22 Jun | TRUST IS GOOD, CONTROL IS BETTER
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Interview with Gerd Oliver Seidensticker, Managing Partner of the Seidensticker group.
Seidensticker is one of the most famous shirt brands in Germany and member of the Bremen Cotton Exchange. The family-owned company from Bielefeld has stood for high quality shirts and blouses for more than 100 years. Managing Partner Gerd Oliver Seidensticker leads the group of companies together with his cousin Frank Seidensticker in the third generation. In an interview with the Bremen Cotton Report editors, he talks about the importance of sustainability in corporate development, lessons from the corona crisis and of course about cotton – the most important raw material for shirts.
Let’s start with the quality. We have rarely compromised on this issue in our history. This means that the customer always gets a top product experience, both in terms of fit and physical quality. In addition, Seidensticker was one of the first brands to actively use brand advertising as early as the 1950s. I call it the chocolate box around it: you have to advertise the product. All in all, this has led to a high level of awareness and desirability of the brand. The third argument, especially for consumers, is probably the ability to change fashionably.
Yes, for Germany and its neighbours, quality shirts are still made of cotton. There is a bit of stretch here and there, but very little high-tech. Which I do not find at all objectionable, because the wearing properties of cotton are extremely comfortable. I like the feel, its properties, and the feeling of having something natural on my skin. In this respect, we are following the preferences of the customer. It is also important to consider the required staple length and yarn quality. Unfortunately, the connoisseurship in cotton quality has decreased. The customer is sometimes confused because he thinks he can get this quality at lower prices. We have clearly defined technical requirements for staple length and yarn quality.
In my opinion, sustainability has changed from a so-called “hygiene factor” to a “sine qua non” condition – without it, nothing is possible anymore. We are pleased about this, because in 2007 we decided, against the trend, to set up our own production again. In this way, we can master the demands that come from the end user and the systems, as well as from the lawmakers.
We welcome the Supply Chain Act insofar as the legislation now creates the framework and the necessary regulations. I take a critical view of the national reach, which could lead to distortion. Large, vertically organised companies that do not come from Germany thus receive a competitive advantage over local companies – because sustainability does not come free. However, I see Seidensticker one step ahead in terms of development because our previous investments will become an obligation.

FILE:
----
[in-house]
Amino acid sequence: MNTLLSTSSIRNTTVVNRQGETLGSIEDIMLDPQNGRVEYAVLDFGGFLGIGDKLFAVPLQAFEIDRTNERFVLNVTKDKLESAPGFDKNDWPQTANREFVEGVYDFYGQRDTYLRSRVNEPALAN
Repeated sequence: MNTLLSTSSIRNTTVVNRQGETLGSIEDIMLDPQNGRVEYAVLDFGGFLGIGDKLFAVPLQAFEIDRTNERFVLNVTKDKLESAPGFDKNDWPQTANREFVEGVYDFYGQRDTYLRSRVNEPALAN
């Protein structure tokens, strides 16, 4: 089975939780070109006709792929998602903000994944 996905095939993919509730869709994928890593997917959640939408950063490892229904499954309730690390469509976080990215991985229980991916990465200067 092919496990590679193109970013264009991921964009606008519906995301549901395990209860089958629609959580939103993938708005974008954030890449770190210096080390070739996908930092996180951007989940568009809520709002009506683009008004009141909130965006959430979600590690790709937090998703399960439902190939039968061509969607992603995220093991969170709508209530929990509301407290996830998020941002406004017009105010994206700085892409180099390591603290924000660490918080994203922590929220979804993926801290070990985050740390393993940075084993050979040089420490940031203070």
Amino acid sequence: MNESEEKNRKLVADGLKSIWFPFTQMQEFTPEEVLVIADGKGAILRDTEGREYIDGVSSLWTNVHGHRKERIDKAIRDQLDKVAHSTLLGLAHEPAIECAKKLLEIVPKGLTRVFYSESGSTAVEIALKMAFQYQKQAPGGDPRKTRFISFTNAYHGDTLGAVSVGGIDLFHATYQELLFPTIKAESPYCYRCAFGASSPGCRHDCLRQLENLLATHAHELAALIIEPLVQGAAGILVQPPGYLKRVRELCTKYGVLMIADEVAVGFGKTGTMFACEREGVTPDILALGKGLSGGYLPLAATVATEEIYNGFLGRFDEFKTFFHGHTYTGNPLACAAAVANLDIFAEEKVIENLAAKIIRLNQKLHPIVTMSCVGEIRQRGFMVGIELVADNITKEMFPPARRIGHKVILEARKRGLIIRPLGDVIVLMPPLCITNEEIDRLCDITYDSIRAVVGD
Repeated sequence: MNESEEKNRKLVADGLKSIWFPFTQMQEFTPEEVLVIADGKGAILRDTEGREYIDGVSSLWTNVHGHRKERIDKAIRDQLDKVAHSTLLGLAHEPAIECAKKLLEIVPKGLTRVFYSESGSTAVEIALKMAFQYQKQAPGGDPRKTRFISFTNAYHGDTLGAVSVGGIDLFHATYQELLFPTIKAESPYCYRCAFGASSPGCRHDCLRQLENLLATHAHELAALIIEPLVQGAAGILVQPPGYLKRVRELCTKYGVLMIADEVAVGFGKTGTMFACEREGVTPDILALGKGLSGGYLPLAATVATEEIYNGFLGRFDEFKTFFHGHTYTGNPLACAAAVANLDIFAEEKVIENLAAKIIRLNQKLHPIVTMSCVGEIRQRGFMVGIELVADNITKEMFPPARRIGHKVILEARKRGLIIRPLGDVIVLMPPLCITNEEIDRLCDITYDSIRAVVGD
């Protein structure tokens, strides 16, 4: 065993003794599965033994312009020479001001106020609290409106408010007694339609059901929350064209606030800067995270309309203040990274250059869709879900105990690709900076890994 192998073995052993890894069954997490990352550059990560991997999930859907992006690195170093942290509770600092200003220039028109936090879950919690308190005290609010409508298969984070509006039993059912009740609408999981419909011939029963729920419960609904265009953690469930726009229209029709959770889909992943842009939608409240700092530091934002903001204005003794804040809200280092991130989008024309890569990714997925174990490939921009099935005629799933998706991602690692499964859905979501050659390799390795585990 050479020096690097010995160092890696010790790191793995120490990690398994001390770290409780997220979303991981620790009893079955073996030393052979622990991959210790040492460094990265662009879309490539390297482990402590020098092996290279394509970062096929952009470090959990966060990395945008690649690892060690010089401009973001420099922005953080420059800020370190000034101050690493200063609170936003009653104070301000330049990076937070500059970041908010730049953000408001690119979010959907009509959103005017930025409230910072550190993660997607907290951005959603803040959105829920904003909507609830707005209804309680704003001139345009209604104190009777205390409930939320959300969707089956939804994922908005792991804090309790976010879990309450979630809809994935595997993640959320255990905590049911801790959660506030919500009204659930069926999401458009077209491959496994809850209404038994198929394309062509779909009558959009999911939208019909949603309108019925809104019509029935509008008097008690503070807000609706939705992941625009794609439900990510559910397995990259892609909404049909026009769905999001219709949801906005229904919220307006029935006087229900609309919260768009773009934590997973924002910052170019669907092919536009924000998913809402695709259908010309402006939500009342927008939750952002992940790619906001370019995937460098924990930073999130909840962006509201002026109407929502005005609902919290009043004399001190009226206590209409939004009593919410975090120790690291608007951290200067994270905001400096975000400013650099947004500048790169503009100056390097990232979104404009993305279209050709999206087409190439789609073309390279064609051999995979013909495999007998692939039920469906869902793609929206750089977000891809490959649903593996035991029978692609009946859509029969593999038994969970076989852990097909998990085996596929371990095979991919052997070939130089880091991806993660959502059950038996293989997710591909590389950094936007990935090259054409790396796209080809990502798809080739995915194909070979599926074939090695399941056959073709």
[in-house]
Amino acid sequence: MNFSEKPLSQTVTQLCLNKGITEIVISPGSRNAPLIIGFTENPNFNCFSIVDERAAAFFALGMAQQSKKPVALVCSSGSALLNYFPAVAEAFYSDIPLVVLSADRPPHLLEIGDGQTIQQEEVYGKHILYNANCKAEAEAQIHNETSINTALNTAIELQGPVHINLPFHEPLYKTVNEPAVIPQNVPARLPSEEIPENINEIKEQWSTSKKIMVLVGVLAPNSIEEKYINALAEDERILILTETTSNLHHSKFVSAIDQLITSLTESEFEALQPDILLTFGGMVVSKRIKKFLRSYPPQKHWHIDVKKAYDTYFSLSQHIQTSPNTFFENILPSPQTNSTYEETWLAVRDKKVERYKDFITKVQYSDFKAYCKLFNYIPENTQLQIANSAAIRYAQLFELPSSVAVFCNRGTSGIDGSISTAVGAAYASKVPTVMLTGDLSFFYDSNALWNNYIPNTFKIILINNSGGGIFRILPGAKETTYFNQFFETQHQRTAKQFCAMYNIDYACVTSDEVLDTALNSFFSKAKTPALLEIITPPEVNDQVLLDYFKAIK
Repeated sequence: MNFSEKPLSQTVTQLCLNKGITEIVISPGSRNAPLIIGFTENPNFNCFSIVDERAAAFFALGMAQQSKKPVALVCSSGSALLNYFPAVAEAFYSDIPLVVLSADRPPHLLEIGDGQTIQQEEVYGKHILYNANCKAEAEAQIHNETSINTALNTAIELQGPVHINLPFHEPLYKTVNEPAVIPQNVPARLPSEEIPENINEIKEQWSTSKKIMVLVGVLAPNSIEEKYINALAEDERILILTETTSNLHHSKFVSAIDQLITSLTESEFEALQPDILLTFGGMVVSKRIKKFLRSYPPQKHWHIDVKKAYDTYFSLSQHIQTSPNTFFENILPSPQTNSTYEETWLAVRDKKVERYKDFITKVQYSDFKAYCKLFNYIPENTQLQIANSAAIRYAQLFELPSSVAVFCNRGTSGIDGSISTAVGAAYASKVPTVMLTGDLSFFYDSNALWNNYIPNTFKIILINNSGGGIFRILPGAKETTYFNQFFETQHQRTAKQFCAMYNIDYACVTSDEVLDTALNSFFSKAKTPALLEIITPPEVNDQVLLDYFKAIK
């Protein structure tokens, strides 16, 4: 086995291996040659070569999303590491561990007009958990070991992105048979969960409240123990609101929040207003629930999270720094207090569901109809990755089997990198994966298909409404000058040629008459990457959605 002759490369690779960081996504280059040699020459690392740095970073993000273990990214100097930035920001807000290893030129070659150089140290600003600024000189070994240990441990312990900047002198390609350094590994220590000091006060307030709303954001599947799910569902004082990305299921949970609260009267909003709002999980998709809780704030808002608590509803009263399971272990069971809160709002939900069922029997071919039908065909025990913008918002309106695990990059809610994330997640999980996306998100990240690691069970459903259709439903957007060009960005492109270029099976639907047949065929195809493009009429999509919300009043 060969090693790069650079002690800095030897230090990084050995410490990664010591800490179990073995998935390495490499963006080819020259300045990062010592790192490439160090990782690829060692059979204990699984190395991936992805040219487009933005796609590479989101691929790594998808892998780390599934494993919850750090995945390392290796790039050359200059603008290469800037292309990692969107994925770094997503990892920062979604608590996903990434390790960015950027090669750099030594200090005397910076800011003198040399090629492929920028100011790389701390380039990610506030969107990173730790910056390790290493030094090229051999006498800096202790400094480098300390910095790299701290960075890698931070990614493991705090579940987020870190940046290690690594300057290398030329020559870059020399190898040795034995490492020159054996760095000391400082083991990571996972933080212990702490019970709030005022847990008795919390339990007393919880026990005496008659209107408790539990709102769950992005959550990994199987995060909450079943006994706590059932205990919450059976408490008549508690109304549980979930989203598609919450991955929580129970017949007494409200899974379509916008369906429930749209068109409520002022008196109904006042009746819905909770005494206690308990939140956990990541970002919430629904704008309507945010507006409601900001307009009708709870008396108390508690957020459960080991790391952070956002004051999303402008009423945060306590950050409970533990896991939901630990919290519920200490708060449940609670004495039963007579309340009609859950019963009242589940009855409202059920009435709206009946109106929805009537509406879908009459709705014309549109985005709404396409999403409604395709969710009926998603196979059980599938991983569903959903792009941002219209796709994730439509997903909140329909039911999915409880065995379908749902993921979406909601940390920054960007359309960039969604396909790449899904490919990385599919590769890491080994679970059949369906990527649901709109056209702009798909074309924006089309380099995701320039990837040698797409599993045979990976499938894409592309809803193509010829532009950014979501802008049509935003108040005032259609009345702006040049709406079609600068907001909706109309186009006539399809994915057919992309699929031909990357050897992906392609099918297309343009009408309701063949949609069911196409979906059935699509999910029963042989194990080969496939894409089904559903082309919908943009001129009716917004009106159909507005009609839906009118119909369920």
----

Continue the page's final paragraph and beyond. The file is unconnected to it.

I can honestly say that for us, creating transparency comes from intrinsic motivation. Firstly, we have invested in our own operations. The Seidensticker brand comes largely from our own production. Then we use our own software system to document and control our sustainability standards. As for the depth: Practically 100 percent of the directly commissioned suppliers are independently audited or certified at the tier 1 level. We also know almost 100 percent of our tier 2 suppliers, i.e., the weavers. At the fabric manufacturing level, around 70 percent of suppliers also have external audits or certificates, and the trend is rising. It is more difficult for us as a medium-sized company to control the lower levels of the value chain, for example yarn production or cotton cultivation. But we are also striving for a 100% overview of these levels.
We buy the cotton depending on the country we are producing for. This is often US or Chinese cotton, for which we ensure the origin based on the invoices. We also use cotton from all the major growing regions. In addition, we use certified cotton, some of which is organic, and are a member of the Better Cotton Initiative.
After the first shock, we did what we always do (at other times maybe a little slower): embrace the new and the unexpected. Working with a lot of uncertainty on many fronts posed a positive challenge. But you must also be able to deal with it. It was a great experience how our people went along with it and forces of reform took the initiative.
Specifically in terms of our processes, this meant: Our time-to-market had to be accelerated, simply because temporarily there will be a lot of goods in the market, but also to be even closer to the end consumer. Here we were able to use digital tools and video conferences to initiate processes that save up to four weeks in production. Corona is also accelerating the fashion trend that people are less and less willing to dress up for work. I call this the “New Office Look”. We must adapt to this trend, which is why we have significantly increased the proportion of knitwear in our collections.
The first one is of course difficult to meet: price stability. But I also believe that the subject of organic cotton is becoming more important. There will be increasing problems with the demands – despite the prices, which are difficult to transport to the end user. You probably know the price of high-quality organic cotton best yourself. It would be a shame if this were only dealt with in terms of the price of an increasingly scarce commodity. We too are still hesitant about the amount of organic cotton because the price is too high. I am convinced that the topic is not a short-term trend/hype but will continue. All that remains is the hope of an “economy of scale” that also affects the price.